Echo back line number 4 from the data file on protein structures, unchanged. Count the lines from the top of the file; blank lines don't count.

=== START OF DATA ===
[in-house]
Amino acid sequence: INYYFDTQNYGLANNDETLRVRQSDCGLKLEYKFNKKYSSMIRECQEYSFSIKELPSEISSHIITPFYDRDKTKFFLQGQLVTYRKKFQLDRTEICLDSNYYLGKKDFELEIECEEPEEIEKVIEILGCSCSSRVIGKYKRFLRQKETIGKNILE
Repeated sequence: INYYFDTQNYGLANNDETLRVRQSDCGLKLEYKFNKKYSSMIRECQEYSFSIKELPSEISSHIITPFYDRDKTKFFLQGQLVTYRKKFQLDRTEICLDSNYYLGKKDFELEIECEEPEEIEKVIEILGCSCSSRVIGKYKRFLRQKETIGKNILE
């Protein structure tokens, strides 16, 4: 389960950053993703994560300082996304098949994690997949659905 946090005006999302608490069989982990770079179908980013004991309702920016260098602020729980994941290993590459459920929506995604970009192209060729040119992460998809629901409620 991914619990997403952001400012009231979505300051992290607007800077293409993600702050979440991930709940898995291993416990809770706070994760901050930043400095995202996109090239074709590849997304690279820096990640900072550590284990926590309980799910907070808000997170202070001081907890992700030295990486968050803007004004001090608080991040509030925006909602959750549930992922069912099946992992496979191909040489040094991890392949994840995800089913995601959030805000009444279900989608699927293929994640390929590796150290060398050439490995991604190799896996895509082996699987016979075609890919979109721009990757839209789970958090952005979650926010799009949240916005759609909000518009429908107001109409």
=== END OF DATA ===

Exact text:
């Protein structure tokens, strides 16, 4: 389960950053993703994560300082996304098949994690997949659905 946090005006999302608490069989982990770079179908980013004991309702920016260098602020729980994941290993590459459920929506995604970009192209060729040119992460998809629901409620 991914619990997403952001400012009231979505300051992290607007800077293409993600702050979440991930709940898995291993416990809770706070994760901050930043400095995202996109090239074709590849997304690279820096990640900072550590284990926590309980799910907070808000997170202070001081907890992700030295990486968050803007004004001090608080991040509030925006909602959750549930992922069912099946992992496979191909040489040094991890392949994840995800089913995601959030805000009444279900989608699927293929994640390929590796150290060398050439490995991604190799896996895509082996699987016979075609890919979109721009990757839209789970958090952005979650926010799009949240916005759609909000518009429908107001109409």